In order not to experience inferiority complexes in the forest, the car was equipped with custom-made power bumpers with built-in winches: front with ComeUp 9.5 and rear with T-max 8.5. A balcony was installed on the roof. And on it, as well as on the front bumper, - diode optics of additional light. How without it in the forest? The final touch is a cover on the body and a rack jack. Now you can go anywhere! Even to the theater, even to hunt. That is how this machine is used. Every day in any weather. Installed shock absorbers from the Australian company OME and correctly selected front wheel alignment allow you to keep a confident speed of 100 km / h on asphalt. The car does not roam, holds its course well in a straight line and is obedient in corners.

Car provided "Club L200",

To improve stock cars, Hyundai will go to the moon


Mazda Miata SUV with V8, it's Porsche 911 Dakar for the poor


To create new cars, BMW uses old ones and closes the loop


Using a Factor 55 spoke to repair a winch cable


Expeditionary Volkswagen Amarok.

Two steps away from the ideal Cars

Land Rover Defender will protect against AK 47


Mercedes-Benz celebrates the anniversary of the G-Class with a limited edition "No. 500,000"


Production of the Toyota FJ Cruiser is officially discontinued. It's a pity


Jaguar, Range Rover and Defender distance themselves from Land Rover


War of antifreeze with antifreeze. What, when and how to top up


Lada 4x4 turned into a hunting pickup

  • Home
  • News
  • Lada 4x4 turned into a hunting pickup

Author: Andrey Govorov

The Lada 4x4 Pick-Up SUV designed for hunting made its debut at the Moscow Motor Show.

A new modification of the popular all-terrain vehicle is designed to demonstrate the potential of custom-made Lada 4x4 tuning. A 1.8-liter engine is installed under the hood of a pickup truck, the return of which is not specified. The novelty received an electric drive for switching modes of the transfer case. You can lock the center differential or engage a lower gear by pressing a button on the instrument panel.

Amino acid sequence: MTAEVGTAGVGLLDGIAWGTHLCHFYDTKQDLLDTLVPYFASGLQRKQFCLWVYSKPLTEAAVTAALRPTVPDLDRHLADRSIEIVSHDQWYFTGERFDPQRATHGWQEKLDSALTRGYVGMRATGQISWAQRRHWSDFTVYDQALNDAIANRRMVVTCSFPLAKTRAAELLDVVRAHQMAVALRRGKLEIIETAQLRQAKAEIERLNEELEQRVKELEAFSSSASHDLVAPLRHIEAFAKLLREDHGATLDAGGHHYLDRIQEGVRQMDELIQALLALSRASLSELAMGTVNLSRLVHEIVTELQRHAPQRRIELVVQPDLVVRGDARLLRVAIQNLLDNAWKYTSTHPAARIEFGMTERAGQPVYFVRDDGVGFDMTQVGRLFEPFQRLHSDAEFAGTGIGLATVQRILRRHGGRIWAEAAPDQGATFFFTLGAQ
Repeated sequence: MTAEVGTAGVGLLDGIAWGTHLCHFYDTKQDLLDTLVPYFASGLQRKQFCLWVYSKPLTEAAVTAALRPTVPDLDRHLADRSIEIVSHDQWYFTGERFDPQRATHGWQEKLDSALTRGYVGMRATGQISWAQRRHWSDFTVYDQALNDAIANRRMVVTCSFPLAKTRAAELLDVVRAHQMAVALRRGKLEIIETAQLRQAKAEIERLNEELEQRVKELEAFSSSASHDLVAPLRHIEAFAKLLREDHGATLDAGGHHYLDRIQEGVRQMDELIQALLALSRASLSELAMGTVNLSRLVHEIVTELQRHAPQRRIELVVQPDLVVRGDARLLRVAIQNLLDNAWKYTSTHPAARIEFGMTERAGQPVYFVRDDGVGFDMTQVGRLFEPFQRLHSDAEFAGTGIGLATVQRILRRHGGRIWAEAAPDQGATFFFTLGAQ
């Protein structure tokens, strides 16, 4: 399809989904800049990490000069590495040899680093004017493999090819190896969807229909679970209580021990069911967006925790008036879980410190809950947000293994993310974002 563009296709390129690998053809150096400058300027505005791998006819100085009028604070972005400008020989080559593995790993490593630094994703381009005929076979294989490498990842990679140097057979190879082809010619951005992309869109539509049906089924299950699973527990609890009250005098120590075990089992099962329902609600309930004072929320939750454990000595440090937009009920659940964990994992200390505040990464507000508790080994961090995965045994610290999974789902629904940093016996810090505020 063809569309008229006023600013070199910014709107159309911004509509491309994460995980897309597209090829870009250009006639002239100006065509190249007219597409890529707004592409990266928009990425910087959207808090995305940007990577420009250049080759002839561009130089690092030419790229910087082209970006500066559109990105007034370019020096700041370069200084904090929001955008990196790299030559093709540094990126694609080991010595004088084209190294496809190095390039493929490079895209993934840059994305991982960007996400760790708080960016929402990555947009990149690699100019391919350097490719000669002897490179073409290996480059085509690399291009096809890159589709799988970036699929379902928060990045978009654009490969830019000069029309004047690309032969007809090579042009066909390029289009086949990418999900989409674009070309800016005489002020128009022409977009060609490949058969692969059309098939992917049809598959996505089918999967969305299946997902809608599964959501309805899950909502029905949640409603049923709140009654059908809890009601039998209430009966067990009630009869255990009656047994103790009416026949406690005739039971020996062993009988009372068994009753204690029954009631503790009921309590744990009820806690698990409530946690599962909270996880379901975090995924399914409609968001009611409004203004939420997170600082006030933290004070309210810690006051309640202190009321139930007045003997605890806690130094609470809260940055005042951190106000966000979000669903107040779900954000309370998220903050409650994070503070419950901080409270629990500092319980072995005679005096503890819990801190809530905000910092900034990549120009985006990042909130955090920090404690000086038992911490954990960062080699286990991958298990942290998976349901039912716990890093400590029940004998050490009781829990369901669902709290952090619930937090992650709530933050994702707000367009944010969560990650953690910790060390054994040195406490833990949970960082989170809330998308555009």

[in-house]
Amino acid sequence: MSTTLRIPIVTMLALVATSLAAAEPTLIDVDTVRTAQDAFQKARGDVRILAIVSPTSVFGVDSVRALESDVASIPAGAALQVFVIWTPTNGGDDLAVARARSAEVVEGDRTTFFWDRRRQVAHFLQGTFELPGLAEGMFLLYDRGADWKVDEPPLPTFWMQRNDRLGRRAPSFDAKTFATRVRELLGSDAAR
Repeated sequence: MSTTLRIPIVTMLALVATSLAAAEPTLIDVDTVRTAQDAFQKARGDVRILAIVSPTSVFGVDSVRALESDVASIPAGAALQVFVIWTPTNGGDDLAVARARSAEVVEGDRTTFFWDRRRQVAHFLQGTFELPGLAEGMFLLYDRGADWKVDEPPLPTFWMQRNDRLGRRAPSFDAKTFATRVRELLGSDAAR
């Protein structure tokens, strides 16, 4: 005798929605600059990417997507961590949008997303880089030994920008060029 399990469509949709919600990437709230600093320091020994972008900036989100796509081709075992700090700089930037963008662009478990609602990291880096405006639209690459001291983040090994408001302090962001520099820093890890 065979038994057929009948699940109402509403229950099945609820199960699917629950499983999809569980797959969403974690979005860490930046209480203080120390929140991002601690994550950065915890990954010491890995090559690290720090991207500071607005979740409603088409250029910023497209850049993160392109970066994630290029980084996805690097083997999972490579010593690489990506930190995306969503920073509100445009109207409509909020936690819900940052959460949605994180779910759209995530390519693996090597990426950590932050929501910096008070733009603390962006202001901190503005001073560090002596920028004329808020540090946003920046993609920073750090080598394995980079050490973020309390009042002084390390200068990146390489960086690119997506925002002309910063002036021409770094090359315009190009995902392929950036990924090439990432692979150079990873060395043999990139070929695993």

“In order to increase the cross-country ability, an automatic cross-axle differential lock of the rear axle Quaife was used. 215/75R15 AllTerrainT/A BFGoodrich off-road wheels fitted. Wheel disks are cast, special. Thanks to the use of new wheels, the ground clearance has increased by 7 mm - up to 225 mm.

Four-seater pickup equipped with Kayaba EG front and rear shock absorbers, they are gas-filled, increased efficiency. Flanging with plastic linings are installed on the wheel arches, which will reduce body pollution. Both bumpers have a bracket for mounting a winch. A protective grille is mounted on the front bumper, and a towbar is mounted on the rear bumper.

The list of equipment available for the Lada 4x4 Pick-Up also includes air conditioning and a long compartment for transporting hunting weapons located under the rear seat. In addition, the model has a spacious platform with a folding side, two seats and lighting. The platform is needed for aimed shooting while hunting.

Also in the arsenal of the pickup truck is a full-length expedition roof rack with additional lighting. The price of the pickup is not called.

Recall that the online magazine "" is broadcasting live from the opening of MIAS.

AVTOVAZ car market Lada Lada 4x4

New articles

Articles / Popular questions How to park on a slope and why it's important We have already talked about parking more than once: about where you can and cannot park, what will happen if you stand in a place for the disabled, and what to do if a car parked on the sidewalk interferes with you. Now... 890 0 04/24/2023

Articles / New cars Aspirated and two displays: first acquaintance with BAIC U5 Plus Nature, as you know, does not like emptiness. The same can be said about the market, and as soon as Western car companies began to leave Russia one by one, automakers from the... 1197 2 3 04/23/2023

Articles / History Sixteen cylinders for BMW: why the BMW V16 Goldfisch engine never became serial The confrontation between the two leading German auto giants BMW and Mercedes began back in the mid-seventies, when the first BMW "seven" appeared, which became a competitor to the first S-class with the W index . .. 1197 0 2 04/22/2023

Popular test drives

Test drives / Test drive 30 years of slavery: test drive GAZ-53 It would be more accurate to write “test drive GAZ-SAZ-3507 on the GAZ-53-14 chassis”, but this is too complicated. But just GAZ-53 will be recognized by everyone who managed to drink a glass of soda for one penny (with syrup... 9808 9 878 09.12.2022

Test drives / Test drive For Volvo lovers, at the price of Volvo: a test drive of the updated Geely Tugella We first met Geely Tugella exactly two years ago, in November 2020.

Learn more